According to the World Health Organization, cancer causes 20% of deaths in the European Region. With more than 3 million new cases and 1.7 million deaths each year, cancer is the most important cause of death and morbidity in Europe after cardiovascular diseases. But what about the lucky survivors and the care and treatment they need to recover? How can we ensure that patients have access to the best possible treatment and care? How can care for cancer patients be improved across Europe? These are the many questions and key focuses for the European CanCer Organisation (ECCO).
ECCO connects the European cancer community by leveraging knowledge, promoting education and building awareness. ECCO also plays an important role in engaging with policymakers to promote the interests of cancer patients, research as well all other members of the oncocommunity. We caught up with ECCO’s CEO, Birgit Beger, who outlines the role of the organisation, its influence so far and, more importantly, the future of cancer care.
Hey Birgit! Could you tell us what your role involves as the CEO of ECCO?
Being CEO of ECCO is a very exciting and enriching task where I learn every day. As CEO, I implement the decisions of our members and help to sustain and develop the organisation in a way that ensures the fulfilment of its vision and core purpose.
What are ECCO’s core principles in terms of history, heritage and background, and which areas of cancer research are you currently looking into?
ECCO was established in 1981 to unite all healthcare professionals in oncology with the aim to improve health outcomes for all patients. Being a federation of European Associations, ECCO needs to bridge together different professional traditions and cultures like those of surgeons, radiologists, medical oncologists, pathologists, pharmacists, researchers, nurses, psychologists etc. ECCO is a patient-centric organisation that involves a close and early collaboration with 15 European patients’ organisation in all ECCO’s activities.
ECCO’s vision is to improve outcomes for all cancer patients in Europe through multidisciplinarity. There is no golden standard: recommendations can lead the way to improve each health care system by providing a toolbox for change.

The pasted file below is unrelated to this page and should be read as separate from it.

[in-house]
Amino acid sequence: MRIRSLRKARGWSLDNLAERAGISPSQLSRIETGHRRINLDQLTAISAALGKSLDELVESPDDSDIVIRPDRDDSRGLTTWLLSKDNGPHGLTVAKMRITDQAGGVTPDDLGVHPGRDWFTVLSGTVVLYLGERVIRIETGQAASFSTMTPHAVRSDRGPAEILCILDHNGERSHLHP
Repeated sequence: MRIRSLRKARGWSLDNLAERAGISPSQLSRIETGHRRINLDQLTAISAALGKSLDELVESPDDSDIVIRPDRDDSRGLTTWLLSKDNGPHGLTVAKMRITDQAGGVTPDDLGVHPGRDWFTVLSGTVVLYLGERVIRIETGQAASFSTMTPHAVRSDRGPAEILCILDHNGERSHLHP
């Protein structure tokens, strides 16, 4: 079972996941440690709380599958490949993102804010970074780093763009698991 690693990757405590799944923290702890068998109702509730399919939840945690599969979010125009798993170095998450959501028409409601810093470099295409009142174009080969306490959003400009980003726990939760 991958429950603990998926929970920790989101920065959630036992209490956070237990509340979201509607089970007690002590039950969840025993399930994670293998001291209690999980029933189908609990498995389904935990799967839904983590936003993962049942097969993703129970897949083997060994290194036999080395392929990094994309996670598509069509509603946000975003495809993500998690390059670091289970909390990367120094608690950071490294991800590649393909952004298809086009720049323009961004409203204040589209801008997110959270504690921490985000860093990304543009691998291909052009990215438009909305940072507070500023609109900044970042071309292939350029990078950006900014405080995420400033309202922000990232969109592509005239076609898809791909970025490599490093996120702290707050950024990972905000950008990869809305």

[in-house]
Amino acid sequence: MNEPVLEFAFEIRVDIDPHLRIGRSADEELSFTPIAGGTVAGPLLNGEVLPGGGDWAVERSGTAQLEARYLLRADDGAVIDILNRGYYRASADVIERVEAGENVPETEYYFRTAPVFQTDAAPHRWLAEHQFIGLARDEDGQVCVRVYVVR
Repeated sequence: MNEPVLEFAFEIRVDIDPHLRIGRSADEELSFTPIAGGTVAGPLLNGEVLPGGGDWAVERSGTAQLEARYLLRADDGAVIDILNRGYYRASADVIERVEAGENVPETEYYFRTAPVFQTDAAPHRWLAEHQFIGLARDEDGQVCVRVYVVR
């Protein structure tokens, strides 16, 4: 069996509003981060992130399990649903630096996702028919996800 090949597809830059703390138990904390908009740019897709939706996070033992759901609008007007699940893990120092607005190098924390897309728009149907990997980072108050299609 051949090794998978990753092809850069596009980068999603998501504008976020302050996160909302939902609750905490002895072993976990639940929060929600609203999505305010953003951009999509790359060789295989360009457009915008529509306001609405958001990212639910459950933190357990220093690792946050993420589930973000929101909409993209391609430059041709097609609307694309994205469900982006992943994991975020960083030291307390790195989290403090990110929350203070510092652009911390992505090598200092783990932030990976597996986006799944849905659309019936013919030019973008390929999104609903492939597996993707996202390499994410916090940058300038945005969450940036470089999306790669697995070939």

Our core values are the following:
- Patient Centricity
- Commitment to Science
- Equality and Fairness
- Openness and Transparency
Our research greatly reflects the debate on quality cancer care. For selected tumour types, ECCO has produced ‘Essential Requirements for Quality Cancer Care’ (ERQCCs). These provide oncology teams, patients, policymakers and managers an overview of the elements needed in any healthcare system to provide high-quality care throughout the patient journey.
How influential has ECCO been on cancer research since it was first established?
ECCO is contributing to cancer research through several avenues. Firstly, ECCO has organised scientific congresses for its members. For example, ECCO organises a joint symposium for the European Organisation for Research and Treatment of Cancer (EORTC), the National Cancer Institute (NCI) and the American Association for Cancer Research (AACR).
Secondly, ECCO is a founding member of the Alliance of Biomedical Research in Europe, which represents a unique initiative of leading European medical societies that together include more than 400,000 researchers and health professionals. In this context, ECCO assisted in advocating for the establishment of the European Commission’s Scientific Panel for Health (SPH).
Thirdly, ECCO is a longstanding partner of the Joint Research Centre, which provides the European Union with scientific knowledge when formulating policies and legislation.
Lastly, ECCO also sets its own focus on cancer research, by providing feedback to the European Commission to its consultation on the Advisory group report for the Horizon 2020 Societal Challenge on health, demographic change and well-being.